White House Is Making a Point of Staying Quiet About the FBI Search of Mar-a-Lago




  • In Politics
  • 2022-08-12 18:02:24Z
  • By The New York Times
President Joe Biden and first lady Jill Biden arrive for a week-long vacation with their family in Charleston, S.
President Joe Biden and first lady Jill Biden arrive for a week-long vacation with their family in Charleston, S.  

In the days since the FBI searched Mar-a-Lago, former President Donald Trump's private club and home in Florida, the White House has made a point of staying quiet.

President Joe Biden was not given advance notice of Monday's search, White House press secretary Karine Jean-Pierre said this week. And a White House official said Biden was not given a heads-up that Attorney General Merrick Garland would speak to reporters Thursday, when he announced that the Justice Department was moving to unseal the search warrant.

The White House's approach is part of a concerted effort to make sure the law enforcement operation is not seen as partisan.

Biden promised during his presidential campaign to restore the independence of the Justice Department, which Trump tried to weaponize for political gain. Biden's team is also aware that opining on the FBI search would most likely fuel accusations by Trump's allies that the president was using the Justice Department to weaken a probable opponent in the 2024 presidential election.

"President Biden has been very clear from before he was elected president and throughout his time in office that the Justice Department conducts its investigations independently," Jean-Pierre said this week. "He believes in the rule of law."

Still, top Republicans and prominent conservatives have tried to assail federal law enforcement officials as biased against the former president. A number of House Republicans, including Rep. Kevin McCarthy of California, the minority leader, raced to portray the search as politically motivated. Trump has also said the search is a part of a "witch hunt."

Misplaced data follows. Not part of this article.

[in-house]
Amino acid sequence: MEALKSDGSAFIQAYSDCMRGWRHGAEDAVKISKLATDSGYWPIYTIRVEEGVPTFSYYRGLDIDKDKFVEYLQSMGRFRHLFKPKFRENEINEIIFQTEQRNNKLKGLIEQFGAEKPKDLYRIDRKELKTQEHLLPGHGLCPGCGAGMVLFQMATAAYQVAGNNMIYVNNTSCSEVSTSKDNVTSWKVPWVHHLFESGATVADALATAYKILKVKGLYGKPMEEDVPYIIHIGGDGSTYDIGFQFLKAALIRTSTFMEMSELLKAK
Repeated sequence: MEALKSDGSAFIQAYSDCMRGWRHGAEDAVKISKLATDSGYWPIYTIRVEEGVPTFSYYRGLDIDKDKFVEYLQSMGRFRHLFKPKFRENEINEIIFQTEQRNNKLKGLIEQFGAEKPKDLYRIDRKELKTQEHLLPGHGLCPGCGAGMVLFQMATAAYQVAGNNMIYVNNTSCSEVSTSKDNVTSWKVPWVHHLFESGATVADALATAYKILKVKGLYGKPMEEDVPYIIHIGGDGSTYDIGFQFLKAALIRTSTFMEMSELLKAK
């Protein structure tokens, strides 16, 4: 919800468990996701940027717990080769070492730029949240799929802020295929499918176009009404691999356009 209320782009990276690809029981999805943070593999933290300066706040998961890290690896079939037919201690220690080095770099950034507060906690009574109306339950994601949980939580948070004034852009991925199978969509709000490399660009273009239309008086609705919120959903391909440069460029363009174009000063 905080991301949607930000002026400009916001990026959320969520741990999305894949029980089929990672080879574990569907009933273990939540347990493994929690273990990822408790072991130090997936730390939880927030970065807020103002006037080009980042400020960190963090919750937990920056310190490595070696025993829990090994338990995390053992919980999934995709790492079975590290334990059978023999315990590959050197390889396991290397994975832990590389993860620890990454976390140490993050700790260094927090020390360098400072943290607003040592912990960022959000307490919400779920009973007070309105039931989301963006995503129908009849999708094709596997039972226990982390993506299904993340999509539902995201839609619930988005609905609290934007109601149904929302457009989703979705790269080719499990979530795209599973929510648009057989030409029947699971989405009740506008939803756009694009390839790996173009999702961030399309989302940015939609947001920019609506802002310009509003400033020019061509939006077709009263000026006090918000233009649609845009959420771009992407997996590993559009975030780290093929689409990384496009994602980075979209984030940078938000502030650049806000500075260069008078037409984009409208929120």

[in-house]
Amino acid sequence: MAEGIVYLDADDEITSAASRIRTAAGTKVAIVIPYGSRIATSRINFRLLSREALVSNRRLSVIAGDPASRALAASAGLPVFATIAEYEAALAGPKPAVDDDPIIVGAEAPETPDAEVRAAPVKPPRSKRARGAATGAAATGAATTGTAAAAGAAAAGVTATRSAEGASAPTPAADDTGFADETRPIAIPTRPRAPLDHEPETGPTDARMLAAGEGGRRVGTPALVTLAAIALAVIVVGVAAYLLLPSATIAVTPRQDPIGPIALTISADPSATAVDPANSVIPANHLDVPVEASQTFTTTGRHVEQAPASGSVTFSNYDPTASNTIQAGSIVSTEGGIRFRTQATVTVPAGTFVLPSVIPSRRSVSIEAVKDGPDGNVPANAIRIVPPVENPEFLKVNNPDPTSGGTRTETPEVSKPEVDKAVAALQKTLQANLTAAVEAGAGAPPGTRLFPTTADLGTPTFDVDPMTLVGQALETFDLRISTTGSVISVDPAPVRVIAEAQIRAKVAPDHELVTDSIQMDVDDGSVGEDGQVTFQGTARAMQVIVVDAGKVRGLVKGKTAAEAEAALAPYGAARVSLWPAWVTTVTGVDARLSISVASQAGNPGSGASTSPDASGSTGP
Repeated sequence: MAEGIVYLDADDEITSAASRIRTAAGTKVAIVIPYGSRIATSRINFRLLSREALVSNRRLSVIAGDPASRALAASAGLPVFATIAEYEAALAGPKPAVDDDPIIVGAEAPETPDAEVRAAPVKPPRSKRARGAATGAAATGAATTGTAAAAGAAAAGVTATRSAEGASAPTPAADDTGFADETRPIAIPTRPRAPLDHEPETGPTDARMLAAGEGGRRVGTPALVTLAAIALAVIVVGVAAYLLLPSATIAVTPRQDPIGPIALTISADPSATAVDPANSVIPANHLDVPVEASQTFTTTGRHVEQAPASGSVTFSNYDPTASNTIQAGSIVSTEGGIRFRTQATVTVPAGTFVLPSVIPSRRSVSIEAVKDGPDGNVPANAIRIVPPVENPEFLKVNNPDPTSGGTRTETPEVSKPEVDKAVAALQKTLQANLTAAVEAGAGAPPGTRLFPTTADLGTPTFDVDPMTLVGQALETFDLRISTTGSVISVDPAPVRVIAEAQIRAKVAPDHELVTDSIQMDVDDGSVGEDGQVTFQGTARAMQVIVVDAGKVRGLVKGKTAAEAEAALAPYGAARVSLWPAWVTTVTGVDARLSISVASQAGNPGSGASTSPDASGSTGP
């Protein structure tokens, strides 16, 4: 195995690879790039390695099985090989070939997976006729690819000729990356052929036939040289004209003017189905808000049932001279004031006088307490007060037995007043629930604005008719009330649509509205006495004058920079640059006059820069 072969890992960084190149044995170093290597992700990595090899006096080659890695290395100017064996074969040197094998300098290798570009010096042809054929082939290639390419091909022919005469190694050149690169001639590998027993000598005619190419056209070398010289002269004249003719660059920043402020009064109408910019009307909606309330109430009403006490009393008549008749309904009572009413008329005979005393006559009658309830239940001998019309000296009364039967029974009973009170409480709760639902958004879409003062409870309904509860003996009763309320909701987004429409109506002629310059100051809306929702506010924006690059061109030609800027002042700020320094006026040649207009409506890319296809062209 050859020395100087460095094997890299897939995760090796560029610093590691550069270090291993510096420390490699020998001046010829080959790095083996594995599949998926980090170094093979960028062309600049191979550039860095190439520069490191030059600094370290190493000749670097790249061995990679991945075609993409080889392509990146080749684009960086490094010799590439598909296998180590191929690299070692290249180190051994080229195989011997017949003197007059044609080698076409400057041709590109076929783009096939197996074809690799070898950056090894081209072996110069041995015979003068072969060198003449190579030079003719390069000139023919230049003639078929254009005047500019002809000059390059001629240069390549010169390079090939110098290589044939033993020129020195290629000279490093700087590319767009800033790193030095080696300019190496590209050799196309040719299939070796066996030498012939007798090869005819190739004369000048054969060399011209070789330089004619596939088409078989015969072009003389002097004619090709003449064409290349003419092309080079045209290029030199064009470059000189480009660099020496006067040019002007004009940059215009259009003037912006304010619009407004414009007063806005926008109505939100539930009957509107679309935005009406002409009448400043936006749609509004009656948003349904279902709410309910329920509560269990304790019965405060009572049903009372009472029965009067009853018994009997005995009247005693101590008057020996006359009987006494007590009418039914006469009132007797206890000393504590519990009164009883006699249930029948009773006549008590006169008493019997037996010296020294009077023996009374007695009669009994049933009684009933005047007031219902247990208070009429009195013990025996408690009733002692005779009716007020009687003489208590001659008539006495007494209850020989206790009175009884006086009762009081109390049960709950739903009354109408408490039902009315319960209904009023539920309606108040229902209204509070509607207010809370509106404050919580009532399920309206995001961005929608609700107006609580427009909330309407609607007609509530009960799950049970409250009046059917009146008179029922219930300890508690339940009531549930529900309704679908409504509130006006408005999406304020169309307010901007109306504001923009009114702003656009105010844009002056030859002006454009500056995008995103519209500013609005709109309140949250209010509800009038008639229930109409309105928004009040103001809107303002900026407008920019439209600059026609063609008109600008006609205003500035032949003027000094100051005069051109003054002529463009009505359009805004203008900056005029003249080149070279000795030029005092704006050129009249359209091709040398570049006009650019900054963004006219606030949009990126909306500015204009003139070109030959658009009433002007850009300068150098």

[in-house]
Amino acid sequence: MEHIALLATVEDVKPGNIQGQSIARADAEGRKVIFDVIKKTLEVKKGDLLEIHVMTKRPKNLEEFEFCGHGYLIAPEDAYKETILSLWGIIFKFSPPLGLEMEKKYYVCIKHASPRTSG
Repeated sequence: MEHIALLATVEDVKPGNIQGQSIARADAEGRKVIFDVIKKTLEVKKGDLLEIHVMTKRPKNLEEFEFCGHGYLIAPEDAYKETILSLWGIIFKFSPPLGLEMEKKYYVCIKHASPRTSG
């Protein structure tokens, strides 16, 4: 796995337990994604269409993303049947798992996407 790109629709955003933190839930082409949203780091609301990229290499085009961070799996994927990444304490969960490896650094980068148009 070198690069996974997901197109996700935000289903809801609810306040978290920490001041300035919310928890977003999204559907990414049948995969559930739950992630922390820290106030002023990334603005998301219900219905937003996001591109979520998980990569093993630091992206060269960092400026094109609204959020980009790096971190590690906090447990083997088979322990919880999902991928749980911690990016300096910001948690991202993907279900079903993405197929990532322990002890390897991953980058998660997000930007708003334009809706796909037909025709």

But in recent days, Republicans in the Senate, including Sen. Mitch McConnell of Kentucky, the minority leader, have softened their tone while still pressing for more information about the evidence that led authorities to seek a warrant, which was approved by a federal judge.

The investigation centers on whether Trump improperly took sensitive materials with him from the White House and then failed to return all of them - including classified documents - when the National Archives and the Justice Department demanded that he do so.

Biden and Garland have faced growing pressure since taking office to advance another investigation: the one into the Capitol attack on Jan. 6, 2021.

But the White House knows any comment from Biden would fuel accusations that the Justice Department investigation is politically motivated. In October, after the president said that those who defied subpoenas to appear in front of the Jan. 6 House committee should be prosecuted, he admitted he was wrong to have made the statement.

"I should have chosen my words more wisely," he said.

© 2022 The New York Times Company

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